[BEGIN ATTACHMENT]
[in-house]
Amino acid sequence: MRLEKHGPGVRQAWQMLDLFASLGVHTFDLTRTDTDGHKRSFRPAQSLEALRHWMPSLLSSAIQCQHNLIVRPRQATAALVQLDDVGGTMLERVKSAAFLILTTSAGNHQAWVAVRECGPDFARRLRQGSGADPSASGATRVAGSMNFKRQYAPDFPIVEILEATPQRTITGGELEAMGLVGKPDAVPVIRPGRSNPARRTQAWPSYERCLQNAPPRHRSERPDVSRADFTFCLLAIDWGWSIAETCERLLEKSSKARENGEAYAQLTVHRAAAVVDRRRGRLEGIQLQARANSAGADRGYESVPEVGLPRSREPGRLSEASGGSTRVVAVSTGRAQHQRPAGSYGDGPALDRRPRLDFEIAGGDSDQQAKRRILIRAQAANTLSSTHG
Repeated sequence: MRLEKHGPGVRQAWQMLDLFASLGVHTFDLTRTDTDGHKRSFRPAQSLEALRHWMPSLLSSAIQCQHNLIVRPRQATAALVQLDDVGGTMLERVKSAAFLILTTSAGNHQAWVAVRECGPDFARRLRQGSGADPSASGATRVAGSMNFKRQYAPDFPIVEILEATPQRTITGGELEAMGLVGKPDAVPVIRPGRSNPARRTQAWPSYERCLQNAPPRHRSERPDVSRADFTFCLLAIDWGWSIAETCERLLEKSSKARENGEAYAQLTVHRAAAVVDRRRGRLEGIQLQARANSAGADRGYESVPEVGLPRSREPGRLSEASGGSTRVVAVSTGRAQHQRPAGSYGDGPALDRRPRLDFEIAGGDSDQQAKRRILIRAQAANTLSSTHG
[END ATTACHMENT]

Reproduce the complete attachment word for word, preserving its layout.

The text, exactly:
[in-house]
Amino acid sequence: MRLEKHGPGVRQAWQMLDLFASLGVHTFDLTRTDTDGHKRSFRPAQSLEALRHWMPSLLSSAIQCQHNLIVRPRQATAALVQLDDVGGTMLERVKSAAFLILTTSAGNHQAWVAVRECGPDFARRLRQGSGADPSASGATRVAGSMNFKRQYAPDFPIVEILEATPQRTITGGELEAMGLVGKPDAVPVIRPGRSNPARRTQAWPSYERCLQNAPPRHRSERPDVSRADFTFCLLAIDWGWSIAETCERLLEKSSKARENGEAYAQLTVHRAAAVVDRRRGRLEGIQLQARANSAGADRGYESVPEVGLPRSREPGRLSEASGGSTRVVAVSTGRAQHQRPAGSYGDGPALDRRPRLDFEIAGGDSDQQAKRRILIRAQAANTLSSTHG
Repeated sequence: MRLEKHGPGVRQAWQMLDLFASLGVHTFDLTRTDTDGHKRSFRPAQSLEALRHWMPSLLSSAIQCQHNLIVRPRQATAALVQLDDVGGTMLERVKSAAFLILTTSAGNHQAWVAVRECGPDFARRLRQGSGADPSASGATRVAGSMNFKRQYAPDFPIVEILEATPQRTITGGELEAMGLVGKPDAVPVIRPGRSNPARRTQAWPSYERCLQNAPPRHRSERPDVSRADFTFCLLAIDWGWSIAETCERLLEKSSKARENGEAYAQLTVHRAAAVVDRRRGRLEGIQLQARANSAGADRGYESVPEVGLPRSREPGRLSEASGGSTRVVAVSTGRAQHQRPAGSYGDGPALDRRPRLDFEIAGGDSDQQAKRRILIRAQAANTLSSTHG